December 14, 2009
6 Ratings
  • Serves 64 small cookies
Author Notes

Came from my New-York-born-but-Yiddish-inflected grandma, which I adapted. —deensiebat

Test Kitchen Notes

If you've ever made pizza, you can make rugelach, because all rugelach is, really, is dough rolled into a circle and spread with toppings. Pizza gets baked at this point whereas rugelach gets sliced and rolled into croissant-like shaped before going into the oven. Deensiebat's rugelach is a cinch because you can make the soft, pliant dough in a food processor, then it's just a matter of rolling it out, spreading it with apricot jam, walnuts and cinnamon sugar, and forming slices into crescents. The rugelach comes out tender and not too sweet, and while baking, some of the apricot juices seep out and caramelize on the parchment paper, giving the finished rugelach a candied edge. - A&M —The Editors

What You'll Need
  • Dough
  • 3 cups flour
  • 1/2 teaspoon salt
  • 2 tablespoons sugar
  • 1/2 pound cold butter, cut in Tbsp-sized cubes
  • 1 cup sour cream
  • 1 teaspoon vanilla
  • Filling
  • 1 1/3 cups apricot jam
  • 1 1/3 cups chopped walnuts
  • 1/4 cup cinnamon-sugar (1/4 cup sugar + 2 tsp cinnamon)
  1. In a bowl or a food processor, mix together the flour, salt and sugar until combined. Add the butter, and pulse in the food processor or cut with a pastry cutter (or two knives) until it is reduced to bits that are about half the size of a pea. If using a food processor, dump the contents into a bowl at this point. Stir the vanilla into the sour cream. Using a spoon, and then your hands when needed, knead the sour cream and vanilla into the flour mixture until it is well incorporated, and the dough holds together when you squeeze it. Stop as soon as this is possible -- do not over-mix. Shape the dough into four chubby disks, cover with plastic and allow to relax in the refrigerator for at least one hour (overnight is fine too).
  2. Preheat oven to 350 degrees.
  3. Take a disk of dough out of the refrigerator, and place on a floured countertop or pastry mat. Roll out to a 12" circle, trimming off the ends if needed. This dough is much softer than a traditional pastry crust, so you shouldn't need to let it warm up before rolling. Spread 1/3 cup apricot jam over the round of dough, and sprinkle with 1/3 cup nuts and 1 Tbsp cinnamon-sugar. Taking a chef's knife or pizza cutter, divide the dough evenly into 16 wedges. Starting from the wide base of each wedge, roll towards the center to form a crescent. Place on a cookie sheet lined with parchment or silicone liner, making sure that the tip of the crescent is pinned underneath to prevent the cookie from unrolling. Bake until the filling is bubbling and the crust is just beginning to color, about 30 minutes. Remove to a rack to cool, being careful of the hot jam. Best enjoyed the day they are made (any leftovers are best kept in the freezer).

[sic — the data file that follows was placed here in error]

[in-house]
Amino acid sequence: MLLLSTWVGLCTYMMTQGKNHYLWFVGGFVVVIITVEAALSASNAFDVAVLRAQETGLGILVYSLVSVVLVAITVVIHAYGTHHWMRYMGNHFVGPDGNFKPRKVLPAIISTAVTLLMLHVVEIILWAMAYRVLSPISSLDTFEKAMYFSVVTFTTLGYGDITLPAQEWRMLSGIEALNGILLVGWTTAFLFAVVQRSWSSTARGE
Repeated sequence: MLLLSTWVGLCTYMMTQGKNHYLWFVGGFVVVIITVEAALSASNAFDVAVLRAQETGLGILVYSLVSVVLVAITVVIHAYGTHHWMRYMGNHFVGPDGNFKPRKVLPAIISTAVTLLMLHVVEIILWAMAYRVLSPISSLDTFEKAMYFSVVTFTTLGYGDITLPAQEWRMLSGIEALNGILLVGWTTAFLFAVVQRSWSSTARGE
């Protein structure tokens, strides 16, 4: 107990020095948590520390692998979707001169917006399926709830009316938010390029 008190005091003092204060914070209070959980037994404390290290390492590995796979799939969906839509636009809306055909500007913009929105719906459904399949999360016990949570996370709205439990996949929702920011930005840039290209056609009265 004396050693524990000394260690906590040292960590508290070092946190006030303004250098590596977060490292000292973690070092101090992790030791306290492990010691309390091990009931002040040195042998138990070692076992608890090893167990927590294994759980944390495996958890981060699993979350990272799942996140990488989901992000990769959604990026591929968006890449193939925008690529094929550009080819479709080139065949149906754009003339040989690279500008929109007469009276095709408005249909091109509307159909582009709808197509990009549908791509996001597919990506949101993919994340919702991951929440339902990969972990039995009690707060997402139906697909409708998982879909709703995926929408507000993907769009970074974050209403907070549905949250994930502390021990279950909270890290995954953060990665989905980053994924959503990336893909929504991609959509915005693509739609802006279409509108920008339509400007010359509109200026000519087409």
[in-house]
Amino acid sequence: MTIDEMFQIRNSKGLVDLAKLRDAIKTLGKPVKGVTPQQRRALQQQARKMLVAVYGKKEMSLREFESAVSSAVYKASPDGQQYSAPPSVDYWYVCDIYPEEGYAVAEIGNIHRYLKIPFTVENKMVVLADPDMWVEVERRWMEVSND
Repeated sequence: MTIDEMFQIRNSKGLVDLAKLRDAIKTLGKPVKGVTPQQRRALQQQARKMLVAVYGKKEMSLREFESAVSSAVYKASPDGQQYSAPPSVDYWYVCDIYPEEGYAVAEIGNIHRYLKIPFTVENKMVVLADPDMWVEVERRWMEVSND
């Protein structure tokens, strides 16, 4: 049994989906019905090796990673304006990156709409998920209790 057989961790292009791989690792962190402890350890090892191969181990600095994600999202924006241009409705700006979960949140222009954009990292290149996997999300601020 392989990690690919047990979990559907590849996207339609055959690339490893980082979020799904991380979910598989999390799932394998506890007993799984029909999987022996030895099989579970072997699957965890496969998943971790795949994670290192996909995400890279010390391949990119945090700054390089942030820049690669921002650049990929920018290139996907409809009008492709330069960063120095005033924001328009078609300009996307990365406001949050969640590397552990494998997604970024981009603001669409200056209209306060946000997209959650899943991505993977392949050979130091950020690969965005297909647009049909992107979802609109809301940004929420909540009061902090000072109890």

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See what other Food52ers are saying.

  • Smaug
  • Ned Semoff
    Ned Semoff
  • IsabelTX
  • Niknud
  • BonEllen

20 Reviews

Smaug January 20, 2023
When making rugelach, I like to leave the center of the circle (about 3 1/2") bare of filling; when I roll them up, I brush a little water on the tip of the triangle to seal the roll. I also put most of the filling toward the broad end, where it is better contained. There's still some squeeze out, which is fine for jam filled rugelach; it kind of needs to be dealt with for chocolate fillings. Most bakers make spirals rather than crescents with chocolate.
Ned S. January 4, 2014
Instead of apricot jam I used raspberry! A new hit in my house.
IsabelTX November 12, 2013
I'd love to serve these at my Christmas party next month, and being able to make them ahead and freeze them would be a huge help. Is that a viable option? Could I roll them up, freeze them, and bake them an hour before the party? Thank you!
carla September 1, 2020
I have froze them before and baked them as needed. I wouldn't keep them more than a month or two frozen. Came out beautiful. Great to have for unexpected holiday guests. Pop them on a baking sheet and into the oven. Bake just a little longer since frozen. Your guests will be impressed.